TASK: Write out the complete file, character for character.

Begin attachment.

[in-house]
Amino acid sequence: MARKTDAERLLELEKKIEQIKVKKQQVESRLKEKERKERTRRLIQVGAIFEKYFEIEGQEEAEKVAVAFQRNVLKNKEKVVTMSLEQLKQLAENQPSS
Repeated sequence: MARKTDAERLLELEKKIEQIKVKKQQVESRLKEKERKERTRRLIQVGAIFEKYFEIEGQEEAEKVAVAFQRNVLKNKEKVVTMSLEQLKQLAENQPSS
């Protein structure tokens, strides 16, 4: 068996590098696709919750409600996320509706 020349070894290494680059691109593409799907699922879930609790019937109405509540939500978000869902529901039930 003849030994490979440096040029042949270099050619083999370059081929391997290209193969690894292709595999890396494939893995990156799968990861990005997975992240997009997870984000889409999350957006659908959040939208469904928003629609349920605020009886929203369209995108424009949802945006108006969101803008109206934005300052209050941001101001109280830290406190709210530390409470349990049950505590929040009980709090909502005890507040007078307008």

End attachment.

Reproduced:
[in-house]
Amino acid sequence: MARKTDAERLLELEKKIEQIKVKKQQVESRLKEKERKERTRRLIQVGAIFEKYFEIEGQEEAEKVAVAFQRNVLKNKEKVVTMSLEQLKQLAENQPSS
Repeated sequence: MARKTDAERLLELEKKIEQIKVKKQQVESRLKEKERKERTRRLIQVGAIFEKYFEIEGQEEAEKVAVAFQRNVLKNKEKVVTMSLEQLKQLAENQPSS
């Protein structure tokens, strides 16, 4: 068996590098696709919750409600996320509706 020349070894290494680059691109593409799907699922879930609790019937109405509540939500978000869902529901039930 003849030994490979440096040029042949270099050619083999370059081929391997290209193969690894292709595999890396494939893995990156799968990861990005997975992240997009997870984000889409999350957006659908959040939208469904928003629609349920605020009886929203369209995108424009949802945006108006969101803008109206934005300052209050941001101001109280830290406190709210530390409470349990049950505590929040009980709090909502005890507040007078307008």